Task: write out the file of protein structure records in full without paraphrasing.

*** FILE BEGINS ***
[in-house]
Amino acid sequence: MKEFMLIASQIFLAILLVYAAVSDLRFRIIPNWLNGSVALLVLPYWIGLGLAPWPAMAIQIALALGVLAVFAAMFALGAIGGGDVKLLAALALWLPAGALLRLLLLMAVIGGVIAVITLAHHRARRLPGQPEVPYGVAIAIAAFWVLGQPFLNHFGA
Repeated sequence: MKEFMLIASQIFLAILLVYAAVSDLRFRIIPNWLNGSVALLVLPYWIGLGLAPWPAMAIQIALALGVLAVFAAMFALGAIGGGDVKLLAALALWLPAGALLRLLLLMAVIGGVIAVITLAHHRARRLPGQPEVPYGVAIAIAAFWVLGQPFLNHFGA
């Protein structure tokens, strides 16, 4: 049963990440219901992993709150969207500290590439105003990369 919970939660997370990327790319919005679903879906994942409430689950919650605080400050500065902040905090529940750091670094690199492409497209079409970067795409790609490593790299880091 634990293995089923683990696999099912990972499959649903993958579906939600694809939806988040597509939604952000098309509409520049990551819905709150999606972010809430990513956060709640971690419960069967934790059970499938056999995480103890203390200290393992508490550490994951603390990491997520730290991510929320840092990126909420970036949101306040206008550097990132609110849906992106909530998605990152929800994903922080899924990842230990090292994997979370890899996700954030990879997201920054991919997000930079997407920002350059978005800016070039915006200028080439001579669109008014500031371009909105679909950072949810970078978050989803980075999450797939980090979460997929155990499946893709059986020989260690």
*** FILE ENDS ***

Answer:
[in-house]
Amino acid sequence: MKEFMLIASQIFLAILLVYAAVSDLRFRIIPNWLNGSVALLVLPYWIGLGLAPWPAMAIQIALALGVLAVFAAMFALGAIGGGDVKLLAALALWLPAGALLRLLLLMAVIGGVIAVITLAHHRARRLPGQPEVPYGVAIAIAAFWVLGQPFLNHFGA
Repeated sequence: MKEFMLIASQIFLAILLVYAAVSDLRFRIIPNWLNGSVALLVLPYWIGLGLAPWPAMAIQIALALGVLAVFAAMFALGAIGGGDVKLLAALALWLPAGALLRLLLLMAVIGGVIAVITLAHHRARRLPGQPEVPYGVAIAIAAFWVLGQPFLNHFGA
């Protein structure tokens, strides 16, 4: 049963990440219901992993709150969207500290590439105003990369 919970939660997370990327790319919005679903879906994942409430689950919650605080400050500065902040905090529940750091670094690199492409497209079409970067795409790609490593790299880091 634990293995089923683990696999099912990972499959649903993958579906939600694809939806988040597509939604952000098309509409520049990551819905709150999606972010809430990513956060709640971690419960069967934790059970499938056999995480103890203390200290393992508490550490994951603390990491997520730290991510929320840092990126909420970036949101306040206008550097990132609110849906992106909530998605990152929800994903922080899924990842230990090292994997979370890899996700954030990879997201920054991919997000930079997407920002350059978005800016070039915006200028080439001579669109008014500031371009909105679909950072949810970078978050989803980075999450797939980090979460997929155990499946893709059986020989260690």